Perhaps it’s easier, quippier even, for Republican talking heads to talk about handouts when discussing programs like Medicare, Medicaid, Social Security, Welfare, and Food Stamps. Really, we should be looking at these government programs as a parachute for all of us, a last resort if our dreams and aspirations don’t pan out. Sadly, that parachute is far from golden for most of us. In fact, it’s peppered with holes. Perhaps if those programs were made better, perhaps if we were all guaranteed a period of time to recover after leaving a job or if a business fails, we would have more small businesses, more personal innovation, and more success for the middle class rather than a wage gap that grows larger every day.

I am lucky, very lucky, to have a parachute. My job was eliminated, but thanks to my years of service and the WARN Act (passed in spite of Ronald Reagan in 1988) and Illinois’ modifications to it, I have a silver, if not golden, parachute. I have financial security while I find a new job. The peace of mind that brings is extraordinary. But, more importantly, because of that, I am more likely to find the right job rather than jumping into a position that I would leave after a short period of time. This benefits all companies in reducing costs due to employee churn. I’m more likely to find a better paying job, and I’m more likely to look into options like starting a business. This benefits our tax system in that I’ll potentially pay more into the system.

Imagine if we all had that level of security. Imagine if, even if you left your job voluntarily, you were guaranteed some portion of your pay to assist with the transition. It is, of course, not in your company’s best interest to offer this, but it is in our nation’s best interest. Imagine what people would accomplish given that level of freedom. Would our parks be cleaner? Would our people be happier? Would we all be healthier?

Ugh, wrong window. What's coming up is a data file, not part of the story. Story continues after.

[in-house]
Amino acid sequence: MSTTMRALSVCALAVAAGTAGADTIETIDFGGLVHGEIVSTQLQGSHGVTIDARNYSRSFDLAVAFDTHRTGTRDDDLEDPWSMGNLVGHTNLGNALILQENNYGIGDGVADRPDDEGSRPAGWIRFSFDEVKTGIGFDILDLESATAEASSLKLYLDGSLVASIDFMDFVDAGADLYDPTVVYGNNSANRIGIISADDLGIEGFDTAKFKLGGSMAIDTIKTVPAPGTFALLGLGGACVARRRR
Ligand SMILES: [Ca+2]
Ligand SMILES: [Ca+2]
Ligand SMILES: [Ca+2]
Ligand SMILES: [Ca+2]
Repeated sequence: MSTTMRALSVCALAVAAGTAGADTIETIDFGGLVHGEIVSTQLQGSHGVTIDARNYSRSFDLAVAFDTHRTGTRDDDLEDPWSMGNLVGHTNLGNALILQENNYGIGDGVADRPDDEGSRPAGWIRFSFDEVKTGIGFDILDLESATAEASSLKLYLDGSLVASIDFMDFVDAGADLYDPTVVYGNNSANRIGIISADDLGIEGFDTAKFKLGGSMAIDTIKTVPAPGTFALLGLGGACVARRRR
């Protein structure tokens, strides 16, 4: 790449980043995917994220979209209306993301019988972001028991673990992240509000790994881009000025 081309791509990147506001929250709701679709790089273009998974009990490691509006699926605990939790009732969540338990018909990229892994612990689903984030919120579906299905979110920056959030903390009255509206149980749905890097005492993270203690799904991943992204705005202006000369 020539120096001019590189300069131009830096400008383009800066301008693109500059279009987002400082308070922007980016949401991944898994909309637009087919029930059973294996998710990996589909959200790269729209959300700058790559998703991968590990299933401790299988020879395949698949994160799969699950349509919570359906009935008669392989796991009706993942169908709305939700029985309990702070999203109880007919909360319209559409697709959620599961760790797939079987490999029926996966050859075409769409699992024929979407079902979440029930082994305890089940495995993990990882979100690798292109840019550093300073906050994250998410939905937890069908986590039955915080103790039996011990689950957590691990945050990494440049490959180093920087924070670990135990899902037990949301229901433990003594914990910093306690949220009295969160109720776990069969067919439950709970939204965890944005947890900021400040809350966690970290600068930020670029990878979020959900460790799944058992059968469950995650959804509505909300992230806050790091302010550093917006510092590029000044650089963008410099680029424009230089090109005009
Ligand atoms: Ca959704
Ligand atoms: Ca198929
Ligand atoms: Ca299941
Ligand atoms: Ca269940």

Really, don’t we all deserve a parachute?

3 thoughts on “Don’t we all deserve a parachute?”

  1. I’m so thrilled that you’ll want to pay for my parachute. After all “the nation” can’t provide that freedom if you (& lots of you’s like you out there) aren’t willing to fund it out of your paycheck.


  2. …only if you pay for mine, too.

    Just a thought: It seems there is a lot of worry over people getting something for nothing or getting greedy about “handouts”. Perhaps if people weren’t afraid, they wouldn’t get all grabby?

  3. Actually, if the system were structured similar to the existing Unemployment system or to the WARN act, it would be funded by employers. It would become part of the cost of employee churn, thus further incentivizing employers to avoid lay-offs and job losses. There would have to be some kind of provisions, similar to UI, to avoid abuse…but it’d be an interesting idea. None of that, of course, is ever going to happen because the very people who get golden parachutes right now would never allow it.

    But…for the existing social programs, yes, we do fund those through payroll and income taxes, same as we fund the military and wars and the NEA and tons of other things.

    I do agree that perhaps if people weren’t in such fear and such need, the grabbiness would be minimized. There’s actually a really good article on Cracked (of all places) about the stupid habits that we/people develop by growing up poor:

    I can’t help but think that if there wasn’t that fear, that people would be more rational actors in the economy, which would further enable the free market. Rather than social programs becoming a neverending “suck” as some theorize, they’d gradually become less necessary because we’d become smarter people and consumers over generations.